4. Electric motor
Electric vehicle manufacturers research innovative motor/generator technology to make them more modular and efficient, lighter, quieter and even cheaper than typical electric motors. Water is the principal enemy of electric and electronic parts, hence leak detection and humidity tightness are an absolute priority in all of them. Agilent helium leak detectors enable faster and more exact leak location and monitoring for completely sealed electric vehicle motors.
5. Electric and electronic components
The operating range of an electric vehicle is not just determined by battery capacity. New materials and procedures are being applied to manage higher voltage, temperatures, and insulation difficulties in order to improve the efficiency of a car’s internal electrical distribution.
In propulsion-grade power electronics, inverters, connections, filters, busbars, and safety devices all play important roles.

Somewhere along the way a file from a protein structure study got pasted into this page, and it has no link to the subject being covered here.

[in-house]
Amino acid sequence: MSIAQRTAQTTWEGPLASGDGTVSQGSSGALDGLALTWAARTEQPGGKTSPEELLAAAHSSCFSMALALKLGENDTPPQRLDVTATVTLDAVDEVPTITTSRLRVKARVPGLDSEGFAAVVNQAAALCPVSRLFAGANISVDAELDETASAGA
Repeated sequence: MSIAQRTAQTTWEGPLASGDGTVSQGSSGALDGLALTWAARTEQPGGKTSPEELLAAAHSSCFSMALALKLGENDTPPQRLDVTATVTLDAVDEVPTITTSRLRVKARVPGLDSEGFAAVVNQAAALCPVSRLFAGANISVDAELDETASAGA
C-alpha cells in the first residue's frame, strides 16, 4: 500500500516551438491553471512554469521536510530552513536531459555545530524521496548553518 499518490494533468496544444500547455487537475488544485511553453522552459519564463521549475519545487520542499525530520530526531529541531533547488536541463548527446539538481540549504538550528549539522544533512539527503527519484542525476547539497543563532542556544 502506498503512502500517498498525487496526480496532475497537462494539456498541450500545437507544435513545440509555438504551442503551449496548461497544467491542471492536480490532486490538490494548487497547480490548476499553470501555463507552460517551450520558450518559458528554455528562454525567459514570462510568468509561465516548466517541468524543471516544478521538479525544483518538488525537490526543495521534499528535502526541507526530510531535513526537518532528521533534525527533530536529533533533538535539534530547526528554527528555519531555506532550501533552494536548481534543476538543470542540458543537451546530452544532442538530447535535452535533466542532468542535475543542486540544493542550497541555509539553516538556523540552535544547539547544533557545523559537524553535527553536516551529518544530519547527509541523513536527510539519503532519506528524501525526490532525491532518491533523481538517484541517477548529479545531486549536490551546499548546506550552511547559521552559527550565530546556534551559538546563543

Insulating or environmental coatings are required for all of these components. Agilent is proud to supply diffusion and turbomolecular pumps for innovative coating equipment. Browse the Agilent website to find the best turbopumps and turbomolecular pumps.
Fuel cells are another zero-emission alternative to combustion engines and even to lithium batteries. This intriguing technology works with hydrogen gas: hydrogen is employed in fuel cells to generate power through a chemical process instead of combustion, with just water and heat as byproducts. Hydrogen reacts electrochemically in fuel cells to produce electricity and power the car. Brake energy is also absorbed and stored in a battery to offer extra power during short acceleration occurrences.
To prevent leaks that could impair performance and safety, fuel cell generators, gas tanks, and distribution lines must be hermetically sealed and leak-checked by means of specific leak detectors. Vacuum technology and processes also play a key role here.
Future Trends for Green Technology in Vehicles